Yours, Laskey Smile
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LittleMousling
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PostPosted: 2005.01.01(Sat)15:50    Post subject: Reply with quote

I hope this helps lay out where we're coming from! Smile

Quote:
I'd just like to see a fad pass, that's all. People can keep creating their forest tanks but it's to the point where there is no variety anymore.

Quote:
We don't have much variety in competitions these days. That, I think, must be my bottom line.


When a certain level of excellence is reached in a given field - in this case, planted tanks - it's true you're not going to see variation in the sense or less and more excellent tanks. Personally, I see a thousand variations and differences between the tanks. It's rather like cars - I know very little about cars. To me, a sedan is a sedan is a sedan. But to someone who follows cars? Huge, vast, mountainous differences. So it is with top-level planted tanks: for those who shoot for or acheive that, every tank is not only utterly different but also a world away from itself, a week before or later. A planted tank changes, constantly - the perfect line of Limnophila today will need more trimming in a week or two, the dwarf lily will go into hibernation, the crypt will spread out some babies. The plants are as engrossing as the fish in that way.
Have you looked through the AGA contest yet? (http://showcase.aquatic-gardeners.org) It's HUGELY different than that (ugly) tank you used as your example; every tank is different and amazing, and, I'd like to note, often with interesting fish choices - Ghanzifar Ghori had a tank entered last year with Electric Blue Dempseys; I entered this year with fancy goldfish.

Quote:
In my own defense, there's nothing wrong with my own opinion, even if some, or most, don't agree with it.


Yes - but by summarily dissing a huge, growing, dedicated subset of the hobby, you give us the right to disagree. Wink

Quote:
These tanks are so well-manicured and planted, that I think I know now why they pick small schooling fish now - - because that's the only kind of fish suited for such tanks, in most cases!


This, no offense, is where the fact that this isn't *your* subset of the hobby shows. I'm sorry, that's not the case. I keep Tanganyikan cichlids in my main planted tank! I've kept goldfish in it! A healthy plant tank can withstand the eating and digging of amazing numbers of fish. On this website two planted mbuna tanks have been featured! Lots of fish work very well. Do tetra schools often complement a planted tank? Heck, yes. They're beautiful. When else have you seen a hundred Cardinal tetras swimming together? Planted tank people are the only ones showing how amazing a huge school of some overlooked, unappreciated tetra can be - with a background that shows what incredible jewels they are.

Plus, why does it devalue planted tanks that they're not appropriate for some fish? After all, there are lots of restrictions on fishkeeping. Should 10 gallon tanks be left out of contests because they're not suitable for oscars? I can't keep Red Devils with my shelldwellers; should shelldwellers cease to be a focus of attention? So I can't keep a Red-Tail Catfish in a tank with a glosso carpet - I can't keep him with guppies, either. I choose appropriate fish for every setup; planted tanks are the norm, not the exception.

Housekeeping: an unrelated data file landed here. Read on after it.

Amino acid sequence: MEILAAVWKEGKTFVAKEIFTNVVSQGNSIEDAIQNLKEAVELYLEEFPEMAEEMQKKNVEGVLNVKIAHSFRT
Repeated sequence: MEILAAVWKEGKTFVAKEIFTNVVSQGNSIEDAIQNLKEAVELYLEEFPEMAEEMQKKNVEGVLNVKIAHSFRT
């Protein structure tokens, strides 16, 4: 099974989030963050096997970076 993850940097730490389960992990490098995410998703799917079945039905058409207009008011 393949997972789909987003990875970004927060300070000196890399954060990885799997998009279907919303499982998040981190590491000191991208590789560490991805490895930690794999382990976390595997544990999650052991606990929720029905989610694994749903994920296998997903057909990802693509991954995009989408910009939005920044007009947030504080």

Good photos win contest consistently, too; the monotony of that, perhaps, suggests horrible photos should win more often. After all, one good photo is just like another - to someone who's not a photographer. Same accurate color, same lack of spots on the glass, same focus. Just like plant tanks: Same backround/middleground/foreground arrangement, same use of the perfect ratio, same selections of plant species.


Quote:
Don't you think it'd be fantastic for someone to take on a new and different theme? Why sacrafice creativity just to accommodate so many plants?


My first point comes back again here: there is astonishing creativity and variation in the best tanks - aquatic gardeners see that, or we'd all have stopped years ago. They seem alike to you; that doesn't mean they are alike, any more than all the planes I see pass over me are the same, even though to me they're identical.


Quote:
They're too focused on the plants. Maybe we need some kind of new category for people who desire a more balanced tank?


They're focused on plants because they love plants. That's their right, isn't it? I'm focused on Tangs - should I branch out?

New category in what? What contest are we talking about, now? It seems more specific suddenly.


Quote:
Yea, individual fish-only competitions wouldn't be my thing either. You're not arguing against me, actually. You're proving the point I'm trying to make, which is, "Why not more balance and variety?"


I think the point was actually: those shows are focused on fish. Plants add nothing, and shouldn't be added; that's not what it's about. Well, aquascaping contests are about plants, rocks, driftwood, and substrates. Fish are counted as much in them as glass spots and visible tape are in the other. That's not what it's about. What you're talking about is a different contest entirely, so it's not a fair criticism of existing contests.